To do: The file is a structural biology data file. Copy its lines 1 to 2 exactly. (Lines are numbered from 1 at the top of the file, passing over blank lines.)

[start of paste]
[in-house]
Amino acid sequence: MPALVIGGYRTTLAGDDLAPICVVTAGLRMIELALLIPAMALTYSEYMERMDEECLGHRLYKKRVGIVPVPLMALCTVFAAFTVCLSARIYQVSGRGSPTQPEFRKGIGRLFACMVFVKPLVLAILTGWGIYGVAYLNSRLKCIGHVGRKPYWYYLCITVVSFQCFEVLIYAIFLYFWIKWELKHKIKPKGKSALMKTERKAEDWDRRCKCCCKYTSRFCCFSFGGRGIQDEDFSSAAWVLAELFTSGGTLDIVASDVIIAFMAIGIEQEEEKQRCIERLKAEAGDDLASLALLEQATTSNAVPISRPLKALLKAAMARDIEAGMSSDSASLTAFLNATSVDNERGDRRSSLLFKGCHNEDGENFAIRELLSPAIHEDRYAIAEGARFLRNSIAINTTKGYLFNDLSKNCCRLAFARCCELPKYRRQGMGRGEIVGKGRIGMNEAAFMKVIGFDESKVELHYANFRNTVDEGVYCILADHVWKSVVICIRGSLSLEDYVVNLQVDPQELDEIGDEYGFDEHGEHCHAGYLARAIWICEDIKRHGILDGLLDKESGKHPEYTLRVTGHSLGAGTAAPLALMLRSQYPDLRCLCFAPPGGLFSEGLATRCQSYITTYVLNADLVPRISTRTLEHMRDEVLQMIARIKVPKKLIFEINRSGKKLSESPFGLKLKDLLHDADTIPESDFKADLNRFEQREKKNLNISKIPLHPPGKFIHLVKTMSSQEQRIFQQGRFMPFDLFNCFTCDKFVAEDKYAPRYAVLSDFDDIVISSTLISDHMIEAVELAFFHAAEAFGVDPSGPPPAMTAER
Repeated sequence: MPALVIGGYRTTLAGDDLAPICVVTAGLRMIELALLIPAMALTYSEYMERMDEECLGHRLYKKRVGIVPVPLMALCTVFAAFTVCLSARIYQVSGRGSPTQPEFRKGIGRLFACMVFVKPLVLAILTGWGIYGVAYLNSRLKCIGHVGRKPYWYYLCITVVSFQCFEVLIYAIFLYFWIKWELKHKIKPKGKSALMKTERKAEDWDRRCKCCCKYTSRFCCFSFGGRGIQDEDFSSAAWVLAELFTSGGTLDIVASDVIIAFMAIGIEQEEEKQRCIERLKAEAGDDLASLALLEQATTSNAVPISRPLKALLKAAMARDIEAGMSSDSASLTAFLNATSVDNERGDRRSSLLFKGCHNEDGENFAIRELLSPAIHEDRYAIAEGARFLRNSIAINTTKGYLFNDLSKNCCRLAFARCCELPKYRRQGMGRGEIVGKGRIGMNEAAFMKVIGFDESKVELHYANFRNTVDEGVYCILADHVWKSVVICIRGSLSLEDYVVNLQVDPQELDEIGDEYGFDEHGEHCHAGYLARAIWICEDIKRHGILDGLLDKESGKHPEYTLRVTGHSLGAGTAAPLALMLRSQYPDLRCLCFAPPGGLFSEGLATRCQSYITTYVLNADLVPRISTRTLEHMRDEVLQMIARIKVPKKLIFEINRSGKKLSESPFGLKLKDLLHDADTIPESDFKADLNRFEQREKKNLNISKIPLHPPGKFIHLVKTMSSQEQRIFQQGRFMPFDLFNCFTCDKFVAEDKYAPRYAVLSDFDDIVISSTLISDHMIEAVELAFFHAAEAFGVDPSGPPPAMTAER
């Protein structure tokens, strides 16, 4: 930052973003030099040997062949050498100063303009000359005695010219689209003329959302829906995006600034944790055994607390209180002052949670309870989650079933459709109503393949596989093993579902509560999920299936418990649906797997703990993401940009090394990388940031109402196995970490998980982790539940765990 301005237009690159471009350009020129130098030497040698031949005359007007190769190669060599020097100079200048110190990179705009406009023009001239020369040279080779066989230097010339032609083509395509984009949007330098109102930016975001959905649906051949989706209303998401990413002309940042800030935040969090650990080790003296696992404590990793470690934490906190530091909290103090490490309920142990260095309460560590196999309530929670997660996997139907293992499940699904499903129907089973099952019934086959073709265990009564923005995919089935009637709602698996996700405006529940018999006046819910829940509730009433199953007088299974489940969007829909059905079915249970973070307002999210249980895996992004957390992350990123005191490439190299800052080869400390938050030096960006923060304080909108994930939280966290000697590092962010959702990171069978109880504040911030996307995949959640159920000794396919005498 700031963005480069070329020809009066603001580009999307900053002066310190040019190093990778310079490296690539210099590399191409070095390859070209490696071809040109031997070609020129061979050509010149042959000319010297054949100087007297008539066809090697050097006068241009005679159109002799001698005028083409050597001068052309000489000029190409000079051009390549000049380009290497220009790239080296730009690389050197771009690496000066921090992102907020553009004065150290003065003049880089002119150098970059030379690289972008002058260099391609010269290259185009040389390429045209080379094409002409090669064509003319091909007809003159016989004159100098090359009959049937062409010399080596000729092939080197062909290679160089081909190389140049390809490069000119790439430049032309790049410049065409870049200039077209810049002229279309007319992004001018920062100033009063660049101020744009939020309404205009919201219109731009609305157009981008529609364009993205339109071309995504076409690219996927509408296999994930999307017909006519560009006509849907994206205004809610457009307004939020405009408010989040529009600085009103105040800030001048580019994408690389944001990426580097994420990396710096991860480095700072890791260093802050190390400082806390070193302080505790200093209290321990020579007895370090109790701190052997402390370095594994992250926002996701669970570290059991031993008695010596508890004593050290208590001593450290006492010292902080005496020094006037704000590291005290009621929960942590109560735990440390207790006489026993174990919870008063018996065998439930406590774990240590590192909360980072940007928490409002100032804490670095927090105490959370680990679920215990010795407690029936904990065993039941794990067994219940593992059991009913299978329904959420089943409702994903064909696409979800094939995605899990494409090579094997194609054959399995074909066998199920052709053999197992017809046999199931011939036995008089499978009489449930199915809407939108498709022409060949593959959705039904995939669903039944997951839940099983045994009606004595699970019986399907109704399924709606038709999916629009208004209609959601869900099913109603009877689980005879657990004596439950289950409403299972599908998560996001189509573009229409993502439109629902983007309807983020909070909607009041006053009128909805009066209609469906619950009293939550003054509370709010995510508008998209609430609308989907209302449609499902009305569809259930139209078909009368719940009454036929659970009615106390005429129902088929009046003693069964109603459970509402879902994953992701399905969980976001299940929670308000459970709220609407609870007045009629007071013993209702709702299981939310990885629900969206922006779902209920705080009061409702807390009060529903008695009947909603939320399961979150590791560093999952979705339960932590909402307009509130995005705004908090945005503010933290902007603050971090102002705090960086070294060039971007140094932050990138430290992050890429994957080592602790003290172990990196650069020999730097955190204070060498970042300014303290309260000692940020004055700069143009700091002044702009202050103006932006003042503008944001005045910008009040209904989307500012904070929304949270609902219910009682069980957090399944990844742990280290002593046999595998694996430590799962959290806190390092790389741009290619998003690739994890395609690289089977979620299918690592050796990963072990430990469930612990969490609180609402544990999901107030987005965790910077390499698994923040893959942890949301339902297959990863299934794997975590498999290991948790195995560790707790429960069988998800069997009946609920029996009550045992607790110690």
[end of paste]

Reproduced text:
[in-house]
Amino acid sequence: MPALVIGGYRTTLAGDDLAPICVVTAGLRMIELALLIPAMALTYSEYMERMDEECLGHRLYKKRVGIVPVPLMALCTVFAAFTVCLSARIYQVSGRGSPTQPEFRKGIGRLFACMVFVKPLVLAILTGWGIYGVAYLNSRLKCIGHVGRKPYWYYLCITVVSFQCFEVLIYAIFLYFWIKWELKHKIKPKGKSALMKTERKAEDWDRRCKCCCKYTSRFCCFSFGGRGIQDEDFSSAAWVLAELFTSGGTLDIVASDVIIAFMAIGIEQEEEKQRCIERLKAEAGDDLASLALLEQATTSNAVPISRPLKALLKAAMARDIEAGMSSDSASLTAFLNATSVDNERGDRRSSLLFKGCHNEDGENFAIRELLSPAIHEDRYAIAEGARFLRNSIAINTTKGYLFNDLSKNCCRLAFARCCELPKYRRQGMGRGEIVGKGRIGMNEAAFMKVIGFDESKVELHYANFRNTVDEGVYCILADHVWKSVVICIRGSLSLEDYVVNLQVDPQELDEIGDEYGFDEHGEHCHAGYLARAIWICEDIKRHGILDGLLDKESGKHPEYTLRVTGHSLGAGTAAPLALMLRSQYPDLRCLCFAPPGGLFSEGLATRCQSYITTYVLNADLVPRISTRTLEHMRDEVLQMIARIKVPKKLIFEINRSGKKLSESPFGLKLKDLLHDADTIPESDFKADLNRFEQREKKNLNISKIPLHPPGKFIHLVKTMSSQEQRIFQQGRFMPFDLFNCFTCDKFVAEDKYAPRYAVLSDFDDIVISSTLISDHMIEAVELAFFHAAEAFGVDPSGPPPAMTAER